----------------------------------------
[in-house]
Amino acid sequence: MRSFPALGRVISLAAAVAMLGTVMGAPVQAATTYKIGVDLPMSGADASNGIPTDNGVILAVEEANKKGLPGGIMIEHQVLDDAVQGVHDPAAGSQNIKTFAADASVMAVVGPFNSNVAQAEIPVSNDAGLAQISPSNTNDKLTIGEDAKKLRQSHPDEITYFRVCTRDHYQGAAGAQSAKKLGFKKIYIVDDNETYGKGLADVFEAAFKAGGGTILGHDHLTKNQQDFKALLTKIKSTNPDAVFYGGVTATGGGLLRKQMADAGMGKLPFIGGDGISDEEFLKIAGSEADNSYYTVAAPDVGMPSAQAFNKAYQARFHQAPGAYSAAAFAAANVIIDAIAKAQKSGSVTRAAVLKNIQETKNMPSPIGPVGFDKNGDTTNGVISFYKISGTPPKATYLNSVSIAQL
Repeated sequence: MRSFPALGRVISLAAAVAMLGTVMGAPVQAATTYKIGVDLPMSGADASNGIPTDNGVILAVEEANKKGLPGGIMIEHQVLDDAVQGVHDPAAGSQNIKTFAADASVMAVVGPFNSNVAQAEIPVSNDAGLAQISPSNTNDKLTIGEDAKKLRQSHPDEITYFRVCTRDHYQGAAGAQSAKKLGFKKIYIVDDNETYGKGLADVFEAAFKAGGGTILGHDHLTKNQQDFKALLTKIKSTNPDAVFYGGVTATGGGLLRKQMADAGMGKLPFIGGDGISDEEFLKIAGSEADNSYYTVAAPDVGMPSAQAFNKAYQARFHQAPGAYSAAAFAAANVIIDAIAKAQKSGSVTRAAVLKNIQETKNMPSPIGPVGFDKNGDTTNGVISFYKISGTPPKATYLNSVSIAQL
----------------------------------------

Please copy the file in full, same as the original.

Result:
[in-house]
Amino acid sequence: MRSFPALGRVISLAAAVAMLGTVMGAPVQAATTYKIGVDLPMSGADASNGIPTDNGVILAVEEANKKGLPGGIMIEHQVLDDAVQGVHDPAAGSQNIKTFAADASVMAVVGPFNSNVAQAEIPVSNDAGLAQISPSNTNDKLTIGEDAKKLRQSHPDEITYFRVCTRDHYQGAAGAQSAKKLGFKKIYIVDDNETYGKGLADVFEAAFKAGGGTILGHDHLTKNQQDFKALLTKIKSTNPDAVFYGGVTATGGGLLRKQMADAGMGKLPFIGGDGISDEEFLKIAGSEADNSYYTVAAPDVGMPSAQAFNKAYQARFHQAPGAYSAAAFAAANVIIDAIAKAQKSGSVTRAAVLKNIQETKNMPSPIGPVGFDKNGDTTNGVISFYKISGTPPKATYLNSVSIAQL
Repeated sequence: MRSFPALGRVISLAAAVAMLGTVMGAPVQAATTYKIGVDLPMSGADASNGIPTDNGVILAVEEANKKGLPGGIMIEHQVLDDAVQGVHDPAAGSQNIKTFAADASVMAVVGPFNSNVAQAEIPVSNDAGLAQISPSNTNDKLTIGEDAKKLRQSHPDEITYFRVCTRDHYQGAAGAQSAKKLGFKKIYIVDDNETYGKGLADVFEAAFKAGGGTILGHDHLTKNQQDFKALLTKIKSTNPDAVFYGGVTATGGGLLRKQMADAGMGKLPFIGGDGISDEEFLKIAGSEADNSYYTVAAPDVGMPSAQAFNKAYQARFHQAPGAYSAAAFAAANVIIDAIAKAQKSGSVTRAAVLKNIQETKNMPSPIGPVGFDKNGDTTNGVISFYKISGTPPKATYLNSVSIAQL